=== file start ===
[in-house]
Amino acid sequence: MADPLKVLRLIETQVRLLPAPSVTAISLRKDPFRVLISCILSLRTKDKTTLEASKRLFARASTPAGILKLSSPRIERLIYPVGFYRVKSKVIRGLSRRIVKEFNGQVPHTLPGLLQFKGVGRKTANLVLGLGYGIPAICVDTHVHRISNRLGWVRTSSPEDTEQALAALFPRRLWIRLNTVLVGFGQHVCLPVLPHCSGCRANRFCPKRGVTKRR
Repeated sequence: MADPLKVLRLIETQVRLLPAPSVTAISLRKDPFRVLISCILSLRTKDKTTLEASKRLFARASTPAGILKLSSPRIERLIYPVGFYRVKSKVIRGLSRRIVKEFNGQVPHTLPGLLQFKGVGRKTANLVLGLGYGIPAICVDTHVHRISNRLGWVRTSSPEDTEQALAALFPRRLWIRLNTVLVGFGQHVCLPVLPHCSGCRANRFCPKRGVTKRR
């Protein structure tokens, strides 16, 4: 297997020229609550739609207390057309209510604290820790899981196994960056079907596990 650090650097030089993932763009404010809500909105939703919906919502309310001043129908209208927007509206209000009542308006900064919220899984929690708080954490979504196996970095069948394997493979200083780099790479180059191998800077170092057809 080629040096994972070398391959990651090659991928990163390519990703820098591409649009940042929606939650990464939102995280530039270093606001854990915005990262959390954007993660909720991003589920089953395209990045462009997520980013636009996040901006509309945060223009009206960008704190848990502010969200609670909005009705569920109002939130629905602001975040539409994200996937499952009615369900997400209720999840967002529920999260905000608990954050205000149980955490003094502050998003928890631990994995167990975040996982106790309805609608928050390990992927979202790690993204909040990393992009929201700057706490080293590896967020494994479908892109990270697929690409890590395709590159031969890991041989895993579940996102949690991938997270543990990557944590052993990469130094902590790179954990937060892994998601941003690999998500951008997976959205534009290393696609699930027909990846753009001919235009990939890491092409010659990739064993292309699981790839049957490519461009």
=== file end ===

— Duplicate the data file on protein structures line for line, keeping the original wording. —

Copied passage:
[in-house]
Amino acid sequence: MADPLKVLRLIETQVRLLPAPSVTAISLRKDPFRVLISCILSLRTKDKTTLEASKRLFARASTPAGILKLSSPRIERLIYPVGFYRVKSKVIRGLSRRIVKEFNGQVPHTLPGLLQFKGVGRKTANLVLGLGYGIPAICVDTHVHRISNRLGWVRTSSPEDTEQALAALFPRRLWIRLNTVLVGFGQHVCLPVLPHCSGCRANRFCPKRGVTKRR
Repeated sequence: MADPLKVLRLIETQVRLLPAPSVTAISLRKDPFRVLISCILSLRTKDKTTLEASKRLFARASTPAGILKLSSPRIERLIYPVGFYRVKSKVIRGLSRRIVKEFNGQVPHTLPGLLQFKGVGRKTANLVLGLGYGIPAICVDTHVHRISNRLGWVRTSSPEDTEQALAALFPRRLWIRLNTVLVGFGQHVCLPVLPHCSGCRANRFCPKRGVTKRR
């Protein structure tokens, strides 16, 4: 297997020229609550739609207390057309209510604290820790899981196994960056079907596990 650090650097030089993932763009404010809500909105939703919906919502309310001043129908209208927007509206209000009542308006900064919220899984929690708080954490979504196996970095069948394997493979200083780099790479180059191998800077170092057809 080629040096994972070398391959990651090659991928990163390519990703820098591409649009940042929606939650990464939102995280530039270093606001854990915005990262959390954007993660909720991003589920089953395209990045462009997520980013636009996040901006509309945060223009009206960008704190848990502010969200609670909005009705569920109002939130629905602001975040539409994200996937499952009615369900997400209720999840967002529920999260905000608990954050205000149980955490003094502050998003928890631990994995167990975040996982106790309805609608928050390990992927979202790690993204909040990393992009929201700057706490080293590896967020494994479908892109990270697929690409890590395709590159031969890991041989895993579940996102949690991938997270543990990557944590052993990469130094902590790179954990937060892994998601941003690999998500951008997976959205534009290393696609699930027909990846753009001919235009990939890491092409010659990739064993292309699981790839049957490519461009």